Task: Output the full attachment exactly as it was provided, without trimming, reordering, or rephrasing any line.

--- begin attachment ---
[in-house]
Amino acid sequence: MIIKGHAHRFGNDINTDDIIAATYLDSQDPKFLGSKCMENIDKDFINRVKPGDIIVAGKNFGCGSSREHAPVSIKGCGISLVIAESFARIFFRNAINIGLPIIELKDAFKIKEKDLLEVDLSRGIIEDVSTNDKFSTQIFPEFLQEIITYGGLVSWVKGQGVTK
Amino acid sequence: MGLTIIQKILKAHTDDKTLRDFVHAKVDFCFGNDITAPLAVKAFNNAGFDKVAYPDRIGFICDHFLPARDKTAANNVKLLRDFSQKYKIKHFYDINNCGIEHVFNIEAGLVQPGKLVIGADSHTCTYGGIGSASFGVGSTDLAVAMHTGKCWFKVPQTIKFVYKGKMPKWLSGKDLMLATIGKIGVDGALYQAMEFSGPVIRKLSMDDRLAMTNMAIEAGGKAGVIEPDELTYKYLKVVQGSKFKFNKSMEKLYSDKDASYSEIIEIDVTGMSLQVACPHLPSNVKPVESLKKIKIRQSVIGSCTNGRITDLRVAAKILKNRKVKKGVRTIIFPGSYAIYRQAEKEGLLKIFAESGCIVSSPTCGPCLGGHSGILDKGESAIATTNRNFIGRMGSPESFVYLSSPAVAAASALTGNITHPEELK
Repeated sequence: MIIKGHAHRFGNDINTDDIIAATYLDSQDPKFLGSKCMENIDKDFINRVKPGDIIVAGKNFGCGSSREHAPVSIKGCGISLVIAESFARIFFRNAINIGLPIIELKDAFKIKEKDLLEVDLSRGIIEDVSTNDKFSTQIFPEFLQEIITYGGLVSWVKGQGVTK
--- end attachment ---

[in-house]
Amino acid sequence: MIIKGHAHRFGNDINTDDIIAATYLDSQDPKFLGSKCMENIDKDFINRVKPGDIIVAGKNFGCGSSREHAPVSIKGCGISLVIAESFARIFFRNAINIGLPIIELKDAFKIKEKDLLEVDLSRGIIEDVSTNDKFSTQIFPEFLQEIITYGGLVSWVKGQGVTK
Amino acid sequence: MGLTIIQKILKAHTDDKTLRDFVHAKVDFCFGNDITAPLAVKAFNNAGFDKVAYPDRIGFICDHFLPARDKTAANNVKLLRDFSQKYKIKHFYDINNCGIEHVFNIEAGLVQPGKLVIGADSHTCTYGGIGSASFGVGSTDLAVAMHTGKCWFKVPQTIKFVYKGKMPKWLSGKDLMLATIGKIGVDGALYQAMEFSGPVIRKLSMDDRLAMTNMAIEAGGKAGVIEPDELTYKYLKVVQGSKFKFNKSMEKLYSDKDASYSEIIEIDVTGMSLQVACPHLPSNVKPVESLKKIKIRQSVIGSCTNGRITDLRVAAKILKNRKVKKGVRTIIFPGSYAIYRQAEKEGLLKIFAESGCIVSSPTCGPCLGGHSGILDKGESAIATTNRNFIGRMGSPESFVYLSSPAVAAASALTGNITHPEELK
Repeated sequence: MIIKGHAHRFGNDINTDDIIAATYLDSQDPKFLGSKCMENIDKDFINRVKPGDIIVAGKNFGCGSSREHAPVSIKGCGISLVIAESFARIFFRNAINIGLPIIELKDAFKIKEKDLLEVDLSRGIIEDVSTNDKFSTQIFPEFLQEIITYGGLVSWVKGQGVTK